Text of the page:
13) People crowd around Ivanka Trump to take selfies at the end of an event sponsored by the World Bank Group, on April 17, in Abidjan, Ivory Coast. Ivanka arrived in Ivory Coast on Tuesday, after visiting Ethiopia. She is championing the Women’s Global Development and Prosperity initiative, which officials have said aims to economically empower 50 million women by 2025. Photo: Jacquelyn Martin / AP

14) Heather Martin points to a projected aerial photograph of Columbine High School, as she talks about surviving the deadly mass shooting while she was a senior at the school, during a safety talk at the school where she currently teaches in Aurora, Colorado. Martin, 37, started The Rebels Project, a nonpartisan, nonprofit organization in 2012 to help survivors and their families learn how to live with the deep-rooted trauma wrought by their experiences. Photo taken March 16, 2018. Photo: REUTERS/Leah Millis

15) Members of the clergy take part in the Catholic Washing of the Feet ceremony on Easter Holy Week in the Church of the Holy Sepulchre in Jerusalem’s Old City. Photo: REUTERS/Ammar Awad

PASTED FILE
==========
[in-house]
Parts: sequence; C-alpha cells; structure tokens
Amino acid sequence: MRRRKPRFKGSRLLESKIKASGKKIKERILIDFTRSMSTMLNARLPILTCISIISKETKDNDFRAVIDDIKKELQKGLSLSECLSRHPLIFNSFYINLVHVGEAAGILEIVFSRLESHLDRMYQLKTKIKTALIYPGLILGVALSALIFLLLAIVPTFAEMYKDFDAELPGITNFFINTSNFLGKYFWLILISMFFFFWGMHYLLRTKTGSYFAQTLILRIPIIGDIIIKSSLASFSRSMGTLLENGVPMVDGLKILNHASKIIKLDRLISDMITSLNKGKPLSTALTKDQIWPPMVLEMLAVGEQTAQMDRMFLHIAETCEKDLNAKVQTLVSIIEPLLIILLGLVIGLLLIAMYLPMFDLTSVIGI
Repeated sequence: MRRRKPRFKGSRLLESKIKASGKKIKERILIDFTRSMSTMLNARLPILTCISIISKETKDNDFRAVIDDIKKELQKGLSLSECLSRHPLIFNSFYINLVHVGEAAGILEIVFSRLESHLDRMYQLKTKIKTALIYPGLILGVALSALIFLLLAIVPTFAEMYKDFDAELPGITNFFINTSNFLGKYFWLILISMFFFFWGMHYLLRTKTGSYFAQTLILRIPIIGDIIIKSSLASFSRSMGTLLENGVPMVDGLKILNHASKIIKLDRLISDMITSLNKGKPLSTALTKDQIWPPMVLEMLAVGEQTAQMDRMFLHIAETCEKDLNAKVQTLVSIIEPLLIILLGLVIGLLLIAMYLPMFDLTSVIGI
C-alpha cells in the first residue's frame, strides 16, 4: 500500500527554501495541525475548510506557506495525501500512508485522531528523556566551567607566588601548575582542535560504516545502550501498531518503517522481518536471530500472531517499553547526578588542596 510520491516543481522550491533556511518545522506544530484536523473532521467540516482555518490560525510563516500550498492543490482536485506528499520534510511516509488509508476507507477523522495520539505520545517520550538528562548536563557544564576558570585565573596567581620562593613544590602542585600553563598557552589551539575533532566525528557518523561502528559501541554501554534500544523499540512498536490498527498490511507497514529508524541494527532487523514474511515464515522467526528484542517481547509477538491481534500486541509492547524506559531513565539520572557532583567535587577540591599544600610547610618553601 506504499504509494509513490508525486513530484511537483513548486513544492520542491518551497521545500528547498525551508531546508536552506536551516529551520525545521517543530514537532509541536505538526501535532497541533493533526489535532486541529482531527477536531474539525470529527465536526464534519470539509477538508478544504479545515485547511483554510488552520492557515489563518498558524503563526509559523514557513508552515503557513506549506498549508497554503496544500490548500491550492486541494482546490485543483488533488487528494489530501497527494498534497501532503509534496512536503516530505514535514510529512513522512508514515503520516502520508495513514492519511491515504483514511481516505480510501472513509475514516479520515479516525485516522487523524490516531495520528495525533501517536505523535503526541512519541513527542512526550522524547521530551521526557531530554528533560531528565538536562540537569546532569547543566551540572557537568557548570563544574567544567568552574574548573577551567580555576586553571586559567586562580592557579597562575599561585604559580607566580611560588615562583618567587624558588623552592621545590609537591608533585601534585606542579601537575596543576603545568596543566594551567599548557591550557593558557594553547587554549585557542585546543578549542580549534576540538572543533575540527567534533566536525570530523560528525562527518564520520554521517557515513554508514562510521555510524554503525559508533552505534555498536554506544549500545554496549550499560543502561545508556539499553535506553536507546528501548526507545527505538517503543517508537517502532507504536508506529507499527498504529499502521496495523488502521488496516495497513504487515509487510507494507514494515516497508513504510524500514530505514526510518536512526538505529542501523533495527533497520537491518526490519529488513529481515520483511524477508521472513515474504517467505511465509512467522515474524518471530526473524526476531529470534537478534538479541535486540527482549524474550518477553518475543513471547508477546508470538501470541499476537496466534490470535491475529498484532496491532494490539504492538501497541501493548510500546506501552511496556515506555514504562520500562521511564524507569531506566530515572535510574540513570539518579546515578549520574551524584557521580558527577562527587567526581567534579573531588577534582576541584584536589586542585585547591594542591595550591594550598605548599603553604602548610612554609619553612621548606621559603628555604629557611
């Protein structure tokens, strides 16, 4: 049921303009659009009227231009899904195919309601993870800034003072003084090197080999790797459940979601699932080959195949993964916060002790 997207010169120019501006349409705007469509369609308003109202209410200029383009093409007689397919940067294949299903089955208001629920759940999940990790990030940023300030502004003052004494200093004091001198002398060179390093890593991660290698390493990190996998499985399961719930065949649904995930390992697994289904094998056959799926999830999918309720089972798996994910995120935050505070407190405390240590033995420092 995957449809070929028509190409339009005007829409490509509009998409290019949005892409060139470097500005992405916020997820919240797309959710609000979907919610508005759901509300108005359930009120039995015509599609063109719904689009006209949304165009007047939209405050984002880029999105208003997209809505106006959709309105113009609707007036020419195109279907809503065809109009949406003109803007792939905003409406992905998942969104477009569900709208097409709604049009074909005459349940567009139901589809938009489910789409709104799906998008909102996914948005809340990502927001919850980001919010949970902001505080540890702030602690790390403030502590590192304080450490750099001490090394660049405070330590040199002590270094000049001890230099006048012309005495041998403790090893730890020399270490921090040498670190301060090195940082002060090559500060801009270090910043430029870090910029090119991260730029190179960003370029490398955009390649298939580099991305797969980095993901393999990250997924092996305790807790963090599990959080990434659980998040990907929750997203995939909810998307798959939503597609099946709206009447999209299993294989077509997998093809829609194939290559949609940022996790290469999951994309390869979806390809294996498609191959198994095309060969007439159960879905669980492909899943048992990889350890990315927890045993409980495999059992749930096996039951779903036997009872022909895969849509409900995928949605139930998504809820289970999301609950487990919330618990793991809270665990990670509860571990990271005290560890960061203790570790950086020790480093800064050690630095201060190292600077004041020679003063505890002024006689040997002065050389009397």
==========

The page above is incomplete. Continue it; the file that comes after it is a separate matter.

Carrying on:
16) Lebanese Christian men are tied to wooden crosses as they and fellow worshippers re-enact the crucifixion of Jesus Christ, during Good Friday celebrations in the southern village of al-Qurayeh, near the port city of Sidon. Photo: AFP

17) Newlyweds visit Hill of Crosses during Easter celebrations, near Siauliai in northern Lithuania. The origin of leaving the crosses on the hill is unknown. Photo: Reuters

18) Maria Elena Haro (left) from Mexico takes the oath to be a United States citizen during a naturalization ceremony in El Paso, Texas, on April 18. Photo: Paul Ratje / AFP / Getty Images

19) This aerial view shows a tulip field as the sun shines in Korschenbroich, Germany. Photo: AFP